Review of Atherstone and Jones, eds., MAKING EVANGELICAL HISTORY

I’ve recently reviewed Andrew Atherstone and David Ceri Jones, eds., Making Evangelical History: Faith, Scholarship and the Evangelical Past, Routledge Studies in Evangelicalism (New York: Routledge, 2019), for “Reading Religion,” a publication of the American Academy of Religion.

You can read the review HERE.

Don’t Ask Me to Pray

Almost 20 years ago, I published this column in Faith Today (September 2001). A reader recently wrote to the FT editors asking for its location online since he remembered it and wanted to send it around to some others. Since I don’t often get asked for citations of 20-year-old writings, I thought I’d celebrate by putting it up here, too.

Corporate prayer itself seems to be a good thing. “Two or three gathered together” in the name of Christ seems to entail Christ’s own presence with them, and that seems a good thing indeed.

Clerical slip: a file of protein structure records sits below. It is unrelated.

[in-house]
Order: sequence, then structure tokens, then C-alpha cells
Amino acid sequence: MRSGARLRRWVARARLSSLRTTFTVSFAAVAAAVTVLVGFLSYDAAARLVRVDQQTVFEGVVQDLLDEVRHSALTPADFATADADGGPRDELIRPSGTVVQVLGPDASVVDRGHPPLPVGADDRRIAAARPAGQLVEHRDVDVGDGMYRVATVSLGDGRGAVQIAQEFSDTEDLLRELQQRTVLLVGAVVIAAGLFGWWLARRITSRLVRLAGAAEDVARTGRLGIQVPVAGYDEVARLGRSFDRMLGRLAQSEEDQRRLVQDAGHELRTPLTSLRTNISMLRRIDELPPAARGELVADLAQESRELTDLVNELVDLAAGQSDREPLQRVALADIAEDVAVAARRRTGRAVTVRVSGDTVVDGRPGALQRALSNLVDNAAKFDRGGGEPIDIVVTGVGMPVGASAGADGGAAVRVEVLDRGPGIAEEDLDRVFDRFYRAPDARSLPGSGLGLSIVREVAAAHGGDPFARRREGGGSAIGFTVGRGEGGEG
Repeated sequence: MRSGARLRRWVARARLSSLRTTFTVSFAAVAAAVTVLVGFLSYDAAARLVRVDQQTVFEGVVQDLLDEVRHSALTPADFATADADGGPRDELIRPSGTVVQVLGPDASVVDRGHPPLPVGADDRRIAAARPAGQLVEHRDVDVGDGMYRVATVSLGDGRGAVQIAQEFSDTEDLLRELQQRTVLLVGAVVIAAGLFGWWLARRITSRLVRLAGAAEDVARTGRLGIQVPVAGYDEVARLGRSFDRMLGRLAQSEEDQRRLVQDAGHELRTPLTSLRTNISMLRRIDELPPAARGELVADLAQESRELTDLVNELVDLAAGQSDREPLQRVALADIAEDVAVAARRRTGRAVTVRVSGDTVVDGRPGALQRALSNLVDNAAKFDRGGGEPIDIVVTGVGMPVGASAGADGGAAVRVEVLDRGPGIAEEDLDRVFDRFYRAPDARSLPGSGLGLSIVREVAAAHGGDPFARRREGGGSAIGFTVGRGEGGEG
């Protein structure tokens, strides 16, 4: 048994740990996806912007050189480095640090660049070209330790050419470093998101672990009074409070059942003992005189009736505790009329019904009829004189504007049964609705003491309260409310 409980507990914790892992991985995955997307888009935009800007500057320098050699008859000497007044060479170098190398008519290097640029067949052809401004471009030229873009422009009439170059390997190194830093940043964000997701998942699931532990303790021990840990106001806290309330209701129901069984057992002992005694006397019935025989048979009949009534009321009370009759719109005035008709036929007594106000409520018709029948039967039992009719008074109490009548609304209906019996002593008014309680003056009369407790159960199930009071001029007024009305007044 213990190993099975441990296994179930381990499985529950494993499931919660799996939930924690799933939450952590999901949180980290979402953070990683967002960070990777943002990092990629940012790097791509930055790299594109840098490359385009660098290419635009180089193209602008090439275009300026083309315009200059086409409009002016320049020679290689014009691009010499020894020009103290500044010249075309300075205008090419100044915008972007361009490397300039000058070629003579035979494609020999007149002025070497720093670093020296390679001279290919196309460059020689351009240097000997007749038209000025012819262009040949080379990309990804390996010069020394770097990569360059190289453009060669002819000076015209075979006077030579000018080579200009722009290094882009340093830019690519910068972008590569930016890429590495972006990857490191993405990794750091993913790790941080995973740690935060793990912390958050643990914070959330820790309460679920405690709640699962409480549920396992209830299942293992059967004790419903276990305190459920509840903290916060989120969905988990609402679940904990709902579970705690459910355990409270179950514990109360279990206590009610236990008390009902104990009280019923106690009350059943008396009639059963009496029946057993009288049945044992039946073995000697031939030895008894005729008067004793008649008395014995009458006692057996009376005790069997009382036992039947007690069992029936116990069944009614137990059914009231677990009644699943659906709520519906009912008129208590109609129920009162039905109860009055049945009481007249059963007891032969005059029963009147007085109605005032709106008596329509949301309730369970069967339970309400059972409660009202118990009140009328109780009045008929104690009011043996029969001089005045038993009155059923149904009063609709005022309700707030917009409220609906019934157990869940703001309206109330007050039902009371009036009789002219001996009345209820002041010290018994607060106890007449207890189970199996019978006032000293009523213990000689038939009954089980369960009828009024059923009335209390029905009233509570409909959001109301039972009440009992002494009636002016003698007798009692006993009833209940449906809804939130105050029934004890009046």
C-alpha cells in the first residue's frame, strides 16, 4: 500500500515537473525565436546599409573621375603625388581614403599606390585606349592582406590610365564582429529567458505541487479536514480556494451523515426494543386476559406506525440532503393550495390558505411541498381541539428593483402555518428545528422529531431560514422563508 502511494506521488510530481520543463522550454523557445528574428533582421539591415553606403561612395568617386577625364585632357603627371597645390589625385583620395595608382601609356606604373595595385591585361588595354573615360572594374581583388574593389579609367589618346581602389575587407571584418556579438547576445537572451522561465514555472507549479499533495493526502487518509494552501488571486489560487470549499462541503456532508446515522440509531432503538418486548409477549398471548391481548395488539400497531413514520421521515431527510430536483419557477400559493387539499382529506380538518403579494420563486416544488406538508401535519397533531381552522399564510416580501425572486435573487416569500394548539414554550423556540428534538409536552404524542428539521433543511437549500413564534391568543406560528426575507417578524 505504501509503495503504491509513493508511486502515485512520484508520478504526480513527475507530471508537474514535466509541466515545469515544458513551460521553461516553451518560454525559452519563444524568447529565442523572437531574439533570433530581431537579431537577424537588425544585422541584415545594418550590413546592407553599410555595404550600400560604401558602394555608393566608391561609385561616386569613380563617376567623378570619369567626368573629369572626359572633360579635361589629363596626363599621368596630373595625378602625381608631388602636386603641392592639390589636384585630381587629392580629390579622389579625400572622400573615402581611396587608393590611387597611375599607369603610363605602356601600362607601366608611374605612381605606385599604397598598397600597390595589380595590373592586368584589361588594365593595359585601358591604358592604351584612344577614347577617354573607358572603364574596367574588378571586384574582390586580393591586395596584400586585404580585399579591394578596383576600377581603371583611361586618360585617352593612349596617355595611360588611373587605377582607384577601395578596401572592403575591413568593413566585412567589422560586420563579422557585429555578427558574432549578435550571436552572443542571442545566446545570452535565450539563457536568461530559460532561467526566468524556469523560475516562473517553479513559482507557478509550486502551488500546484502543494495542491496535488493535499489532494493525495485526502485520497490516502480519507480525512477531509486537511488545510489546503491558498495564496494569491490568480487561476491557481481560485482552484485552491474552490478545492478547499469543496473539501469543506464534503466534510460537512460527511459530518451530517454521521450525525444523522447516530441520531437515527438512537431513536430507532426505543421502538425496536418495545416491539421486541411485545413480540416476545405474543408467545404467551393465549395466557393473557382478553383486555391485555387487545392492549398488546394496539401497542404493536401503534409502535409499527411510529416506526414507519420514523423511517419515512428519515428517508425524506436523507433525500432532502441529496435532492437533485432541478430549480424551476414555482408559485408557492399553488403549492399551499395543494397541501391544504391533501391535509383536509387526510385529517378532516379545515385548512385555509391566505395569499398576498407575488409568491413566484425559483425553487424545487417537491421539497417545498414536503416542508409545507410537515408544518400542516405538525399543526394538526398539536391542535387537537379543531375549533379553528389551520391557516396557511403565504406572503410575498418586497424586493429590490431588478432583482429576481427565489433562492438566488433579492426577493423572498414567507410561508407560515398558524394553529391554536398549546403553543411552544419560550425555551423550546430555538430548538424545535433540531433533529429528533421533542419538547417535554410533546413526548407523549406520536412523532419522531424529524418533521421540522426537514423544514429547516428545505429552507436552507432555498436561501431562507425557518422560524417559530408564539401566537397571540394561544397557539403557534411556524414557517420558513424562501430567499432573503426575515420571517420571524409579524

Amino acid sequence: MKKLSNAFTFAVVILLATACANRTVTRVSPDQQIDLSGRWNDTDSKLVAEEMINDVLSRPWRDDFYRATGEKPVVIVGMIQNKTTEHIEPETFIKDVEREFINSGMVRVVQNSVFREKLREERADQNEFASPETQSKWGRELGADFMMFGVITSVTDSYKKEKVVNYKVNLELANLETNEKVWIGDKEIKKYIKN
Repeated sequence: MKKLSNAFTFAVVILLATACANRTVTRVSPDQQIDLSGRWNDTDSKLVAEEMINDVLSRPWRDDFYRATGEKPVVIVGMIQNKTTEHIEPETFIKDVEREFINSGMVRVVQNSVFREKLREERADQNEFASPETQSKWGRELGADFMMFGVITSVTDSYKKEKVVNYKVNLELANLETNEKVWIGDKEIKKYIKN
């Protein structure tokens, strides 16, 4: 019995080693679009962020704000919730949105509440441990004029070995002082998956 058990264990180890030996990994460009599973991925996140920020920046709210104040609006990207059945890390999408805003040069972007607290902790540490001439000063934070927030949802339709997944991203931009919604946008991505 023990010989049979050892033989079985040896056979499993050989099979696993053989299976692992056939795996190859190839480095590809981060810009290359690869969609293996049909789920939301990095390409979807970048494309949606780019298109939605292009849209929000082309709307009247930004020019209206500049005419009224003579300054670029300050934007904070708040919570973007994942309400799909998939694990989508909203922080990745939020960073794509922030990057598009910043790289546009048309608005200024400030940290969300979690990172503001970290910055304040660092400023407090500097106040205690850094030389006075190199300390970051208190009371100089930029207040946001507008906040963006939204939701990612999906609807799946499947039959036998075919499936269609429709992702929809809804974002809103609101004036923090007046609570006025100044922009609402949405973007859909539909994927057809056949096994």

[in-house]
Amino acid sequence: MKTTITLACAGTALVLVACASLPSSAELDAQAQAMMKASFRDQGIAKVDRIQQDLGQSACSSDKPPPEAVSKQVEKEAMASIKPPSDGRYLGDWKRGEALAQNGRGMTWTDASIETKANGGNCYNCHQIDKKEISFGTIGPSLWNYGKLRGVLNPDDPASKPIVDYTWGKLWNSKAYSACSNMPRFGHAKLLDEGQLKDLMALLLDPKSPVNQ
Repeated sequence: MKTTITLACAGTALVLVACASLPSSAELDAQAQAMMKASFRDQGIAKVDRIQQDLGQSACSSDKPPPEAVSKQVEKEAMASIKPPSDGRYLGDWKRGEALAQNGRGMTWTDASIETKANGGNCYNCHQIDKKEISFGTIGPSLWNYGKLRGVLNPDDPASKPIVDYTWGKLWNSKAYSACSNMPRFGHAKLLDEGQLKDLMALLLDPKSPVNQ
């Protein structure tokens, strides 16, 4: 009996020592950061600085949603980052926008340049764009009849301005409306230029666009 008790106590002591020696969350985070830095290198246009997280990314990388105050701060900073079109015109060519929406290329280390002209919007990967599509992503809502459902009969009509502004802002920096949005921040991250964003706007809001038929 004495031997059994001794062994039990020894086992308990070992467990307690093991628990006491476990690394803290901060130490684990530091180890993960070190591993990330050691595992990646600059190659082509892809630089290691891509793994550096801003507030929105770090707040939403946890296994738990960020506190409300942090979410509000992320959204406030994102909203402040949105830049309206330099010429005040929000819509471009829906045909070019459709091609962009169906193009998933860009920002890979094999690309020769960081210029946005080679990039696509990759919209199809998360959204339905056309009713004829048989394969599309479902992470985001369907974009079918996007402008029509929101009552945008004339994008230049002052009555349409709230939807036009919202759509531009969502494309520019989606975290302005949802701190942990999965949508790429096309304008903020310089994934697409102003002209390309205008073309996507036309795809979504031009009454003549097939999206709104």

What I don’t see in the Bible, however, is anything like the following: “And if you get two or three more, then I’ll be twice as among you as I would have been with half that number. Send out word to a bunch of other Christians and get them to pray, and that will not only increase my presence among you in a mathematically proportionate way; it will increase the odds [ahem] that your prayer will be answered the way you want it to be.

“Indeed, the very best technique [I use this term advisedly] is to send out a chain letter to maximize the number of people taking time from the things they normally would be praying for to pray for you and your concern.”

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